A further step has been taken in research on blindness

Japanese researchers have succeeded in the laboratory to obtain three-dimensional development of a draft retina from embryonic stem cells (ES cells) mice. It is, as pointed Science etAvenir, a complex structure like an eye during embryonic development. These works, which were published online 6 April by the journal Nature, came after the green light to U.S. clinical trial on the treatment of macular degeneration using cells from stem cells embryonic.

Japanese researchers have succeeded in the laboratory to obtain three-dimensional development of a draft retina from embryonic stem cells (ES cells) mice. It is, as pointed Science etAvenir, a complex structure like an eye during embryonic development. These works, which were published online 6 April by the journal Nature, came after the green light to U.S. clinical trial on the treatment of macular degeneration using cells from stem cells embryonic.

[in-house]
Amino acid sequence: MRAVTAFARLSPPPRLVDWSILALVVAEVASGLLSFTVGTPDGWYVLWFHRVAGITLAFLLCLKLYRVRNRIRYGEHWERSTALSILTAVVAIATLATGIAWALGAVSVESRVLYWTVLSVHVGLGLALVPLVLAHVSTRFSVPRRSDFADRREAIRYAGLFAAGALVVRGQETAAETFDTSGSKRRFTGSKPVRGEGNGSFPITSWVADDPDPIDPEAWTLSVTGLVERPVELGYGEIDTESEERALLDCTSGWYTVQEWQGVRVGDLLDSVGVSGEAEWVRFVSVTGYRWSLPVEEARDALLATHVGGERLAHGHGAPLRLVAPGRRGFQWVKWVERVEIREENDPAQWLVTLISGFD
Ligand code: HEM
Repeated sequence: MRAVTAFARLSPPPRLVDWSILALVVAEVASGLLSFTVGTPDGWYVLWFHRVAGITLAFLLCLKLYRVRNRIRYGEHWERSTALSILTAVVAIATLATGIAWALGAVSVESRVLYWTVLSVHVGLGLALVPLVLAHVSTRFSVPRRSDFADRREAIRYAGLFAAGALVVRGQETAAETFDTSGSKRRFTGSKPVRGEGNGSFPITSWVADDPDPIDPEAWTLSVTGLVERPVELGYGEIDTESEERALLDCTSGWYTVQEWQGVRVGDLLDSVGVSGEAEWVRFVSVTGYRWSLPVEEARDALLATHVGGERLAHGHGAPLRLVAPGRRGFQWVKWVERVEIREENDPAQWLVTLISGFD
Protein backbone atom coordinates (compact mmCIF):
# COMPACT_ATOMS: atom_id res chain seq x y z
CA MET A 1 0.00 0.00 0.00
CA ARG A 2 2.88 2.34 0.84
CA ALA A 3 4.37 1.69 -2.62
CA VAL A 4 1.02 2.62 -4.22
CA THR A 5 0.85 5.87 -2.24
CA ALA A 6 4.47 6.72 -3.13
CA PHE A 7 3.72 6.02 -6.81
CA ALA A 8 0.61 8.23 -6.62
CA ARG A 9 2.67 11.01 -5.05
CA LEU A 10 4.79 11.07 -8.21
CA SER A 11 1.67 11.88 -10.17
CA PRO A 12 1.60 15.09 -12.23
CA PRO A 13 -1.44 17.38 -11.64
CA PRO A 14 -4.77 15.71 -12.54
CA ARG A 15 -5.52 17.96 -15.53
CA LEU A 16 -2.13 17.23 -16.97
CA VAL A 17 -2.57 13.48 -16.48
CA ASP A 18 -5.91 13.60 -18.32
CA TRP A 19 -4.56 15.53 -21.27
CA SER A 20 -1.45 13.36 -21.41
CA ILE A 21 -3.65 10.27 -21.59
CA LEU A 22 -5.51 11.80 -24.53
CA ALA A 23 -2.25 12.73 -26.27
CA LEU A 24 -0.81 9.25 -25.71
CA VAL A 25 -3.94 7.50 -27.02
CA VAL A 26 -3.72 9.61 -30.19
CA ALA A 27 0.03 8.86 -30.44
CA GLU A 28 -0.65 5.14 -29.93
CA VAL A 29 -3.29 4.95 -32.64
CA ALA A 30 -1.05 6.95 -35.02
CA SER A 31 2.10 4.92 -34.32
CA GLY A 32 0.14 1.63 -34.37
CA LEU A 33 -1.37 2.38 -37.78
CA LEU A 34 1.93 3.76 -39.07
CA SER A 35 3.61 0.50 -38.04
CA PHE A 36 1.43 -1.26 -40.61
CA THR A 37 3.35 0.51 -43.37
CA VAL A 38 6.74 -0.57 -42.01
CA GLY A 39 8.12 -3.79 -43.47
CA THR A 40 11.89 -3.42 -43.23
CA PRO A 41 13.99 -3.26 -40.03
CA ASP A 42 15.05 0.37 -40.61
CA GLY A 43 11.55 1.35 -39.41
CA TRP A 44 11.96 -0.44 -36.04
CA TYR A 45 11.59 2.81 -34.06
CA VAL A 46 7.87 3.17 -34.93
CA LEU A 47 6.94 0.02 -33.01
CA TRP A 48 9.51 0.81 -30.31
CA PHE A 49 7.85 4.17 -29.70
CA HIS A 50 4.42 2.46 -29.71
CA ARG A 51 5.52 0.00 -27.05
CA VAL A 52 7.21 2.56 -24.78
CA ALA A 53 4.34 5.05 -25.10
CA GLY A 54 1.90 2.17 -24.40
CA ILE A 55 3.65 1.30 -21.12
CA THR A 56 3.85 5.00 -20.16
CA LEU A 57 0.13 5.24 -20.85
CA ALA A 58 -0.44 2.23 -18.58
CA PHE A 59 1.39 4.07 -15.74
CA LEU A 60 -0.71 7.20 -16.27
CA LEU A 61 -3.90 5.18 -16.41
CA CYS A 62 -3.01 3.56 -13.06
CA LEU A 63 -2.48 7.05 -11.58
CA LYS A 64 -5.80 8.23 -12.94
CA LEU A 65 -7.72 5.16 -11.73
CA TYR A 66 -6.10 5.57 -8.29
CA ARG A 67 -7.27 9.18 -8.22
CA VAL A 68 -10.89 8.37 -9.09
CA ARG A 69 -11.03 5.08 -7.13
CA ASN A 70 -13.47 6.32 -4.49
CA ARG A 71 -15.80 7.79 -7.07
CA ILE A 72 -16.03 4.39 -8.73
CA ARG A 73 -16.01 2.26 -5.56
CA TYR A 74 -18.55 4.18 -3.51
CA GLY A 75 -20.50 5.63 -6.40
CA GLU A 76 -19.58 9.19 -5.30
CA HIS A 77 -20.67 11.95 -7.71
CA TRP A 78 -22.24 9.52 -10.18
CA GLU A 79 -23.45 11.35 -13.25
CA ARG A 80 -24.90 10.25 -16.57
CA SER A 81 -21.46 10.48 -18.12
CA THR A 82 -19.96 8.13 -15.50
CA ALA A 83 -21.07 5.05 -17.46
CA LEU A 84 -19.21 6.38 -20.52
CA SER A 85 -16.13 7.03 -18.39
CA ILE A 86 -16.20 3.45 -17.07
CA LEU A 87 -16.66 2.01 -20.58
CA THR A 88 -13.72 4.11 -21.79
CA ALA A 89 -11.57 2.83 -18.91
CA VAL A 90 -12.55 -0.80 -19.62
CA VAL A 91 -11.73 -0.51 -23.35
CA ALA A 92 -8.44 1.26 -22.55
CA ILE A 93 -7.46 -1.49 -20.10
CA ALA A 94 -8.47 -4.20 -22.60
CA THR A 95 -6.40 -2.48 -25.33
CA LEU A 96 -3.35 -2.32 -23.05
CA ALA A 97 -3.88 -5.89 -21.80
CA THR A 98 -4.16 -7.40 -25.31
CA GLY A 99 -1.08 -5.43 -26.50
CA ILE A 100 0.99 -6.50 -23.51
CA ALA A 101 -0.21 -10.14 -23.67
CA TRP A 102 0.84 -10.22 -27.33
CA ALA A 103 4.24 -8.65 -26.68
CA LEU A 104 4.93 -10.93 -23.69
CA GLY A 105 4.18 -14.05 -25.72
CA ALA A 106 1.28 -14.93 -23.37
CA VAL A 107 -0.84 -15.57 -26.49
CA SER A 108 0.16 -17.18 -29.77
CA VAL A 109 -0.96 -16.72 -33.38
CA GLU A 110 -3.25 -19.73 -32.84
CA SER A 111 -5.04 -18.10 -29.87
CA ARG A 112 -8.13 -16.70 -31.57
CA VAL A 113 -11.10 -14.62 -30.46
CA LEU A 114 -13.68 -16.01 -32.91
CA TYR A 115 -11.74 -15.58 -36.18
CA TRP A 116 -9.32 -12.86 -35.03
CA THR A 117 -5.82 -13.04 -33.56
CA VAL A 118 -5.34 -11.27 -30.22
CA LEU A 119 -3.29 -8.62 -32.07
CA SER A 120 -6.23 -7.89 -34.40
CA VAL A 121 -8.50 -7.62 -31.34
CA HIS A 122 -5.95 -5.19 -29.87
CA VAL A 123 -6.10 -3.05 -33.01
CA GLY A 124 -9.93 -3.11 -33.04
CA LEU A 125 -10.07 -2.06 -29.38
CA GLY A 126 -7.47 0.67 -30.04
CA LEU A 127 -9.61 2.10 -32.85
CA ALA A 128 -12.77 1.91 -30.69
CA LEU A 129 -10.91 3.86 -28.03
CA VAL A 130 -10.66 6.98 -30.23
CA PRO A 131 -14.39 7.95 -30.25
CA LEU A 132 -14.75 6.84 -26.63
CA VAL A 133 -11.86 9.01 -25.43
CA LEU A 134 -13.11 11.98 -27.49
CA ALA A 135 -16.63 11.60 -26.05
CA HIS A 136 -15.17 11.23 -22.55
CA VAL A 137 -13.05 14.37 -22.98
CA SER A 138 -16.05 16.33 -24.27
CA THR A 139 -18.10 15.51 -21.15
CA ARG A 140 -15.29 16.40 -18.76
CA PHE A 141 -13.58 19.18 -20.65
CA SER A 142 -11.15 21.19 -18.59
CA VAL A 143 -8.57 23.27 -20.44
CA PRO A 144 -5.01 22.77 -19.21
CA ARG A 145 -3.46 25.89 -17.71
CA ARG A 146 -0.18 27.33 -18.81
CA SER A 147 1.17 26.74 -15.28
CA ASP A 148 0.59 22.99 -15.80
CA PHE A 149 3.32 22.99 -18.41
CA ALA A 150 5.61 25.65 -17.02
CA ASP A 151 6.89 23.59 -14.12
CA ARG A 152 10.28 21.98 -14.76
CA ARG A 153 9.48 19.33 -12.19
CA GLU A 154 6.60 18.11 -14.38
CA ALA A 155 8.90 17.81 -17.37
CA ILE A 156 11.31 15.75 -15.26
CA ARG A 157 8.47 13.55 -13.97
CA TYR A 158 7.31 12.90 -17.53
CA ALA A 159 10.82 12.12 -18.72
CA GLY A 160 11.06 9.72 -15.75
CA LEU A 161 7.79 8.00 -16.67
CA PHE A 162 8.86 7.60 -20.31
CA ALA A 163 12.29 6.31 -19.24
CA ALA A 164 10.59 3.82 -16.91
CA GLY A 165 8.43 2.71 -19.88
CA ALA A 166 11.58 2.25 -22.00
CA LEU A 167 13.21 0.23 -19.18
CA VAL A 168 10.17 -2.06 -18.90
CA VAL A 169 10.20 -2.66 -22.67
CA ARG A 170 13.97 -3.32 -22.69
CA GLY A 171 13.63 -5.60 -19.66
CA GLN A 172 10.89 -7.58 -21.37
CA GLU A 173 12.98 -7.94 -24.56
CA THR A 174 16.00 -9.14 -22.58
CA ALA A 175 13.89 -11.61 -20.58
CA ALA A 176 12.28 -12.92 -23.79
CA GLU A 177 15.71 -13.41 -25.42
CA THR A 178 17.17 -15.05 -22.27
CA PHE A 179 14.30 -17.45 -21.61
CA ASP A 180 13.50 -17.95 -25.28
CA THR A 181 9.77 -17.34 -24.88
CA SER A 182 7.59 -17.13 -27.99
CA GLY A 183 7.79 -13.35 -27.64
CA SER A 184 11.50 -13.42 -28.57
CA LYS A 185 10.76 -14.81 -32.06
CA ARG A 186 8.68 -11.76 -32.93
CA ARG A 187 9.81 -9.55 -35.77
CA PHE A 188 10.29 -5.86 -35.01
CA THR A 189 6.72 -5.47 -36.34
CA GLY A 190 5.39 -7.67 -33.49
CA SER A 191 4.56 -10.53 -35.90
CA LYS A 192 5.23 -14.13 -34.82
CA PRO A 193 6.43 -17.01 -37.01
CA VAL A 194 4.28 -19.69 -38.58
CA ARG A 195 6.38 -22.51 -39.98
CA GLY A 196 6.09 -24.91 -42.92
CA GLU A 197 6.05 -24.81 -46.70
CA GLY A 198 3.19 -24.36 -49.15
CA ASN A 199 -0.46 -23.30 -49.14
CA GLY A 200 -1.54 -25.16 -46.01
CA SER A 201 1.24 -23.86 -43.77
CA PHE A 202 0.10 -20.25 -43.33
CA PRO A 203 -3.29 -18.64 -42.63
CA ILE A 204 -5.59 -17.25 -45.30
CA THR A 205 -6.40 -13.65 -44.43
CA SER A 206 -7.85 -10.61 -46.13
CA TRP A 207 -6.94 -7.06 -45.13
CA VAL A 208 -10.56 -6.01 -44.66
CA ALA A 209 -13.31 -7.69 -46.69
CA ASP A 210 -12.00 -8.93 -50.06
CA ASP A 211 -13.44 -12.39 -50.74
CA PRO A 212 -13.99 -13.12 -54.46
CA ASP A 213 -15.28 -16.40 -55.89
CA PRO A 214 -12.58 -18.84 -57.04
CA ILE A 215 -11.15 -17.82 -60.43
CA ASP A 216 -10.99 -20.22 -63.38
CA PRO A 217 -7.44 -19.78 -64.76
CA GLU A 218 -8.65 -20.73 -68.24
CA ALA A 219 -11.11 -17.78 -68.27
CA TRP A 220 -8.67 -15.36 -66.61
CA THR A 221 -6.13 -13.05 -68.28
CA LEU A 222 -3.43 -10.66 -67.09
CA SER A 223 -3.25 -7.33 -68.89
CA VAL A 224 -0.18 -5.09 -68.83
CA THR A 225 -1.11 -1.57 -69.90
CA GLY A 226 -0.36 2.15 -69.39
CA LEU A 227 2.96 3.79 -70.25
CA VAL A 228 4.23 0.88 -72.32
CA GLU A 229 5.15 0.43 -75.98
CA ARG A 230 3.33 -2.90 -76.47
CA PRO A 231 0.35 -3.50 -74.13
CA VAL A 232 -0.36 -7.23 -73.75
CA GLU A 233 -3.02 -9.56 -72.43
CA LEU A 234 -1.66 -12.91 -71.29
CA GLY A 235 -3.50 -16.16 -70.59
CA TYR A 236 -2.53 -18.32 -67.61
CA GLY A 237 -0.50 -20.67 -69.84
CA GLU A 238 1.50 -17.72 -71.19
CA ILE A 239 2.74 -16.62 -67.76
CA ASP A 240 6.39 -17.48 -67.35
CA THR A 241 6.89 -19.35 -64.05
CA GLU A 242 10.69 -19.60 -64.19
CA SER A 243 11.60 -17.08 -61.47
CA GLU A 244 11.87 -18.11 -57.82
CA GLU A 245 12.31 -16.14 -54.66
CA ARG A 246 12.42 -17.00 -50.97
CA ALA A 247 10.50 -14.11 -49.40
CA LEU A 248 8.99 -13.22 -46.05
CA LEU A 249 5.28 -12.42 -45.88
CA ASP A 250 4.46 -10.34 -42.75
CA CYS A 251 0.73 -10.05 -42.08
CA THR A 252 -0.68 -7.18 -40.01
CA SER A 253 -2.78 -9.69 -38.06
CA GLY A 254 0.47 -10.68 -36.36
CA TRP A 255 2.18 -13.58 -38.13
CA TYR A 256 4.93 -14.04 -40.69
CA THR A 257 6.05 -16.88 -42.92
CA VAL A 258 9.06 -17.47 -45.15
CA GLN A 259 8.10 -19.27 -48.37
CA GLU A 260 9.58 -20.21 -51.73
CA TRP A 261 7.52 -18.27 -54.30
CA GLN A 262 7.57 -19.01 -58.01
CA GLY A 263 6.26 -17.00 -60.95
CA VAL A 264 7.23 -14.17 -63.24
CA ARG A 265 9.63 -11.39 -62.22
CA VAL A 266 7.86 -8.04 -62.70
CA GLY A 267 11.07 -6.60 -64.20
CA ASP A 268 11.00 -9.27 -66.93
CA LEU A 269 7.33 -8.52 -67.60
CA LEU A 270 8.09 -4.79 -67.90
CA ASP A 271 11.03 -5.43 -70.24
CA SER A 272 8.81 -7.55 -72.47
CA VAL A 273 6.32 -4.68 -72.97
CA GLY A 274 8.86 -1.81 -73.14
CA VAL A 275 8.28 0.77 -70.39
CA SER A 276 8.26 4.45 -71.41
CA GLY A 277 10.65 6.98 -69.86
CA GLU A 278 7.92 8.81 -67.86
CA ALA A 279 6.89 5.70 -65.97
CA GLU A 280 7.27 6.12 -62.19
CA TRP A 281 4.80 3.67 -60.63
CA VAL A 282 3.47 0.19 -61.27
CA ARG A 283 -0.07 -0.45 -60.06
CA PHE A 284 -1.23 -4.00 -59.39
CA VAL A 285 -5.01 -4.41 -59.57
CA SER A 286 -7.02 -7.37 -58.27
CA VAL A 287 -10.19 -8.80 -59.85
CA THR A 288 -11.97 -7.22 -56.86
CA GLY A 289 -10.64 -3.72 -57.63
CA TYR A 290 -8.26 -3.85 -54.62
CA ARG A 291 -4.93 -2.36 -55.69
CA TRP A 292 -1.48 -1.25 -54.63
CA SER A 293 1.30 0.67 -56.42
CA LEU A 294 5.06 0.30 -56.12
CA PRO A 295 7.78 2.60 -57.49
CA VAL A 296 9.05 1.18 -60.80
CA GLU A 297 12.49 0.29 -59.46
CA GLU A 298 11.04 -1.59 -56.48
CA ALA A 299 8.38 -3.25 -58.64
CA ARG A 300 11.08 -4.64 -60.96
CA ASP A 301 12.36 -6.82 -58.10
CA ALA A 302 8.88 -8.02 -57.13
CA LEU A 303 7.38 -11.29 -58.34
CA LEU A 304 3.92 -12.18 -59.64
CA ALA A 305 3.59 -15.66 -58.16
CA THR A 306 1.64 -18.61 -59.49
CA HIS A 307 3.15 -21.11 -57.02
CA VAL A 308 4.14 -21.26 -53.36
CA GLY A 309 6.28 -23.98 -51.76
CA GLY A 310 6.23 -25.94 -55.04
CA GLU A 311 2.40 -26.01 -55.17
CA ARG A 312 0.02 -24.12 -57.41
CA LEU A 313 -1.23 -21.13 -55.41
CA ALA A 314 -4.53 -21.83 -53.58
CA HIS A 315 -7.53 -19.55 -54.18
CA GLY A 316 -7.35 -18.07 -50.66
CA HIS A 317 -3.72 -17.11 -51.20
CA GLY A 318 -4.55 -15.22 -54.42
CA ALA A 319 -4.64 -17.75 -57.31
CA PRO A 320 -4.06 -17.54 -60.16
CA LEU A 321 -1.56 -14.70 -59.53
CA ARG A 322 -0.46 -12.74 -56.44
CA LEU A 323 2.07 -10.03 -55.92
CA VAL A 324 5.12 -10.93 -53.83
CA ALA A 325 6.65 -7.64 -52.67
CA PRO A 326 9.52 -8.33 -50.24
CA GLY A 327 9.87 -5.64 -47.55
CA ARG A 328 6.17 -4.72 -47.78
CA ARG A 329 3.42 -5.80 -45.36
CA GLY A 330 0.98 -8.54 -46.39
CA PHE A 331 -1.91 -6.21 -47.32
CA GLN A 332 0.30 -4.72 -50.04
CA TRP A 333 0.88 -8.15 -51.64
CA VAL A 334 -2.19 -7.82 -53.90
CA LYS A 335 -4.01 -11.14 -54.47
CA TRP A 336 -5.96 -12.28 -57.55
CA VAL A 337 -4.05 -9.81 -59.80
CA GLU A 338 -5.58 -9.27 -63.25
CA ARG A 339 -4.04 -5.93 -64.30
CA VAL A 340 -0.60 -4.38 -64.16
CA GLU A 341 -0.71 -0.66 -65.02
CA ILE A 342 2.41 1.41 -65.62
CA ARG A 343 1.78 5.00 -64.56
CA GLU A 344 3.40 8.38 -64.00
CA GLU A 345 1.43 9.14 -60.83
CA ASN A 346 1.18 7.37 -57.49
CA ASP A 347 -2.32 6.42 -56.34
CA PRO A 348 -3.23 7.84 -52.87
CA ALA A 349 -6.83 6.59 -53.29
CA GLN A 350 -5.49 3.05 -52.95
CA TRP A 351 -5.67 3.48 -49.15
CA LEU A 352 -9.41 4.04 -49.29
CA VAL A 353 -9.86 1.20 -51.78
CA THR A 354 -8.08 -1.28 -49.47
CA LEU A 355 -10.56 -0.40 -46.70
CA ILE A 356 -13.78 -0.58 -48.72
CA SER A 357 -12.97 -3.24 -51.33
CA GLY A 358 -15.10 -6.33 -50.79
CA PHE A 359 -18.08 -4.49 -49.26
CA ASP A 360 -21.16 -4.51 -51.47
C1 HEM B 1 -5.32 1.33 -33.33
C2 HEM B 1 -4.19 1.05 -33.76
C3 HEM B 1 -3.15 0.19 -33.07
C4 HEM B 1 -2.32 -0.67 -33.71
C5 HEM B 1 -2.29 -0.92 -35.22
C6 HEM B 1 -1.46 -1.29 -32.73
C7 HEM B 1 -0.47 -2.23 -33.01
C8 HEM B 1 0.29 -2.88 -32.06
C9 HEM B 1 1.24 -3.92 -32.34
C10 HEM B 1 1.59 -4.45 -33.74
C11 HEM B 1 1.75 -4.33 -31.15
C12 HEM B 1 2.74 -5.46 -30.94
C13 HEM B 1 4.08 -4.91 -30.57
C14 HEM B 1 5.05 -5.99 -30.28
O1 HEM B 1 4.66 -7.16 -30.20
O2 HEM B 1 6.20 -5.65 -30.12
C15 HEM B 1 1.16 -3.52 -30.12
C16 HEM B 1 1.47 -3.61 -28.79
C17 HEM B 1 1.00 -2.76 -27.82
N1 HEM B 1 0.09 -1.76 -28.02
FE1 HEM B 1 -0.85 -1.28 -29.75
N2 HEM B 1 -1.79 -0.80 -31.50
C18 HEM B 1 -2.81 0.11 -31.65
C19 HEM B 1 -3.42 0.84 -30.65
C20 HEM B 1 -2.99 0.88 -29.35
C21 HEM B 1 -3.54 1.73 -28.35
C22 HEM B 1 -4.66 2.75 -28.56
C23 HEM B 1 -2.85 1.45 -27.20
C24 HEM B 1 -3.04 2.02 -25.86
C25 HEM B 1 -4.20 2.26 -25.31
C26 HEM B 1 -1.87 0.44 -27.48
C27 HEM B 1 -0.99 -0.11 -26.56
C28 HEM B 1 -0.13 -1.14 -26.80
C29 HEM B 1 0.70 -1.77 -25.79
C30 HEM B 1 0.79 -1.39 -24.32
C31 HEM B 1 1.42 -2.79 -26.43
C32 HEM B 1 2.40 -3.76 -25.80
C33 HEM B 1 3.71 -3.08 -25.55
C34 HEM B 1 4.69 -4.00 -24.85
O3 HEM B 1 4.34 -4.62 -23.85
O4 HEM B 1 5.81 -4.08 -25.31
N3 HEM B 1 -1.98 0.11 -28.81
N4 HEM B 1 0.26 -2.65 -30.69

Two British specialists of the retina, Robin Ali and Jane Sowden, intervened in the journal Nature to welcome this unprecedented achievement, “Generating complex organs in vitro is a major challenge in regenerative medicine, but not insurmountable”. And researcher Olivier Goureau, Institute of Vision in Paris, said to AFP that the work “extremely innovative” in calling other “because there are still differences in eye level between humans and mice, particularly in photoreceptors”. The team behind this feat is headed by YoshikiSasai Center for Developmental Biology RIKEN Kobe, Japan.

Dr. Sasai says “mouse cells are organized in three dimensions to form a layered structure near the optic cup, training embryonic two walls giving rise to the retina.” For the Japanese scientists there is no doubt that this work will subsequently be used to advance research into diseases causing blindness, such as retinitis pigmentosa, “These will be cultured retinas can not be used for transplants, but at least they will help scientists better understand the development of the retina and its dysfunctions. In addition, they might be used for drug testing”.

Source photography: Radio-Canada / RIKEN Center

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